The world’s richest have long been prepared for the worst, be it financial meltdown, long-term power outages, cyber attacks or pandemic flu. Silicon Valley entrepreneur Sam Altman has an arrangement with billionaire investor Peter Thiel to take a private plane to New Zealand in the event of a systemic collapse, the New Yorker has reported.
The general public can’t join these plutocratic “preppers” in their bunker, but they can still align their stock portfolios in anticipation. Breakingviews suggests some ways to turn anxiety over the end of days into investment alpha.
Toilet paper, toothpaste and diapers will become scarce when delivery systems shut down and grocery-store shelves empty. The $40 billion company sells the bare bones required for the bunker beginner. Trading at around 16.5 times next year’s forecast earnings according to Refinitiv, it’s also more than 15 percent cheaper than the consumer-staples sector.
Caffeinated beverages like Mountain Dew will come in handy when Nespresso machines cease to function. But consumers will mostly scramble for the $155 billion food company’s bottled water, and snacks with shelf life like Doritos chips. Pepsi’s stock is under pressure because of its unhealthy brands. In prepper world, going easy on the sodium isn’t a priority.
Teva Pharmaceutical Industries
The U.S. government recommends a three-day supply of medications in the event of a disaster. Israeli Teva is the largest maker of generic drugs in the world. Shares in the $18 billion company have fallen by about 70 percent from their 2015 highs as regulators attempt to encourage competition and the emergence of a large nonprofit pill producer means multiple sellers risk fetching only bargain-basement prices. Stockpiling of pills would do Teva a power of good.
Those bunkers don’t protect themselves. Bare-knuckle brawls are aplenty in a theoretical world without borders, and a gym membership is a good way for the populace to be ready. That gives fresh opportunity for Planet Fitness, whose stock has increased more than 55 percent in the past year as it attracts aspirational exercisers with its low $10 membership fee – having also cut fat of its own, reducing net debt from around four times EBITDA in 2016 to around three times now.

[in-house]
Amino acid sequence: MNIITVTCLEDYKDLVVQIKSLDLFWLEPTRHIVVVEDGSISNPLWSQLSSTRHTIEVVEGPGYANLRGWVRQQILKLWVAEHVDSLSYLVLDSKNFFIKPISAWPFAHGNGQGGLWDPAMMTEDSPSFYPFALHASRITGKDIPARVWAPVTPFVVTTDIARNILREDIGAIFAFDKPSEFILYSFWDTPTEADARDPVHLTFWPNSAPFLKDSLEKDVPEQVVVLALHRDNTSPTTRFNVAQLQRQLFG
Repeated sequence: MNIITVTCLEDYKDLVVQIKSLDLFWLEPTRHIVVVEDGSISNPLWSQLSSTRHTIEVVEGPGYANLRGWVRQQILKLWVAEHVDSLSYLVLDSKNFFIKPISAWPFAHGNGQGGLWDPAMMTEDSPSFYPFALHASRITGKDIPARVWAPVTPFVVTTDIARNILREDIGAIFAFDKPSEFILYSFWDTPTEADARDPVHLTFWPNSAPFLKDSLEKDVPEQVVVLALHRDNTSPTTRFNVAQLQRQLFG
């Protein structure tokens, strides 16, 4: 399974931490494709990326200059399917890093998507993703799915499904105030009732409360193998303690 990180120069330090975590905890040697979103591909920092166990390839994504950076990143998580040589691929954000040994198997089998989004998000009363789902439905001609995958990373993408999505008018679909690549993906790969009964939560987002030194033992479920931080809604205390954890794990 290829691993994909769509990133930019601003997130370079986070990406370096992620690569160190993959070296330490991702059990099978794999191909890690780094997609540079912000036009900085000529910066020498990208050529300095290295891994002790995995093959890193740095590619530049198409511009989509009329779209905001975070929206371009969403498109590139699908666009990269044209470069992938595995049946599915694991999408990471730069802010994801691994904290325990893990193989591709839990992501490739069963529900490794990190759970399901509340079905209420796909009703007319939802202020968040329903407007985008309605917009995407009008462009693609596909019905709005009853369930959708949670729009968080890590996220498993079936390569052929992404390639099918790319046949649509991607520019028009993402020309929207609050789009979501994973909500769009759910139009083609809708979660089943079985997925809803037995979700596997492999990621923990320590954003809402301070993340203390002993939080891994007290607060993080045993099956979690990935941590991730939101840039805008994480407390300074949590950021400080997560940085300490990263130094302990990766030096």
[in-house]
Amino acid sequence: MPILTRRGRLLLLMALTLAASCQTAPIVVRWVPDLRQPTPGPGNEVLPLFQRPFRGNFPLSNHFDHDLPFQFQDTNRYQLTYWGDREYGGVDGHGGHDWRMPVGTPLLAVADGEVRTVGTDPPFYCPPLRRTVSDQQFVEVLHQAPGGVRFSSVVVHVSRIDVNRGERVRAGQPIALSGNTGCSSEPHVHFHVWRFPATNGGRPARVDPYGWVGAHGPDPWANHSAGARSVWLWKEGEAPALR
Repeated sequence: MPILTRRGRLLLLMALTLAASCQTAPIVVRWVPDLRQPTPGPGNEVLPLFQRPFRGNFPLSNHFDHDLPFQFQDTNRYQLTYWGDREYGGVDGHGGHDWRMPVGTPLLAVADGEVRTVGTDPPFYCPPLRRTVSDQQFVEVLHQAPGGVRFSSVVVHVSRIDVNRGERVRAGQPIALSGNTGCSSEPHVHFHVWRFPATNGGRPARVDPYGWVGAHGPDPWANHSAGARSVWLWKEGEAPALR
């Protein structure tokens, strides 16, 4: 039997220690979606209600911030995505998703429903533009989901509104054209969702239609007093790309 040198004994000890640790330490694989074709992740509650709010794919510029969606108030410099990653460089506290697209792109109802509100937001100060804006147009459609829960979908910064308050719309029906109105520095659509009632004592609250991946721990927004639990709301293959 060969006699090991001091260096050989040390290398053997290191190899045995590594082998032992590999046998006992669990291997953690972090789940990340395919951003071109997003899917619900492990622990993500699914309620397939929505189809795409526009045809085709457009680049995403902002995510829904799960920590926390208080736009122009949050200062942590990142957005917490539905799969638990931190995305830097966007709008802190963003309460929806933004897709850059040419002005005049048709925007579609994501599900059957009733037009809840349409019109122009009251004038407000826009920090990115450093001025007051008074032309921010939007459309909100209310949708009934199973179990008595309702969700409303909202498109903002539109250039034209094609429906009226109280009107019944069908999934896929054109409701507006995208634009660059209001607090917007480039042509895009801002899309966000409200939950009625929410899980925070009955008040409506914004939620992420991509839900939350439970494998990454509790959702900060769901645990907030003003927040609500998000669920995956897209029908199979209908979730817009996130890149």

Dick’s Sporting Goods
In 2018, the $3.1 billion U.S. retailer stopped selling assault-style weapons and said it would support the sale of guns that can only be fired by their owner. No one wants to see their firearm in the wrong hands when marauders start roaming. But just as important is that the outdoorsy retailer sells camping equipment – tents, flashlights, water filters, hiking boots – that those setting up in the wilderness will need.
Sure, there’s hacking to worry about. This $47 billion defense giant offers tech support for government agencies. But just as useful is the company’s ownership of Gulfstream, the maker of private jets, which accounts for around one-third of its operating profit. For those who want to join Thiel and Altman in New Zealand, or try their luck in Chile, it’s worth snagging one of the 120 or so planes General Dynamics delivers per year.
Carolina floods, California wildfires, and Gulf Coast hurricanes all left Americans stranded without electricity for days in 2018. Generac, a U.S. company with a market capitalization of around $3 billion, makes power generators – the type that plug into homes and businesses when the grid goes out – and sells them all over the world. Preppers can only live so long on campfires and flashlights.
The $160 million real-estate investment trust with land in Colorado, Nebraska, Kansas, and Louisiana typically leases to farmers to grow dozens of major U.S. crops. That will be a valuable asset in a time of crisis. What has been used for growing corn could also turn into camping and hunting land, and at a reasonable price. Farmers have been hit hard by the recent trade war, which is reflected in Farmland’s stock price, down more than 40 percent in 2018.
IShares Gold Trust
Forget cash once banks are gone. And though the mistrust of governments that underpins cryptocurrencies is shared by many preppers, it doesn’t help if the internet is compromised. So it’s back to the most basic world currency: gold. And while the prepper may stock up on gold bars, the prepper portfolio will do just fine with an ETF whose value is tied to the commodity.
The $110 billion construction and packing company makes duct tape, which fixes everything.
Stocks to short
Daily life indulgences and status symbols aren’t quite so important when judgment day looms. Think Prada’s luxury handbags, Lululemon’s fancy yoga clothing, Starbucks coffee and Rolls-Royce cars. Investors considering a long-short strategy for the after-times know where to look.
(Additional research by Varada Bhat. This is a Breakingviews prediction for 2019. To see more of our predictions, click here.)
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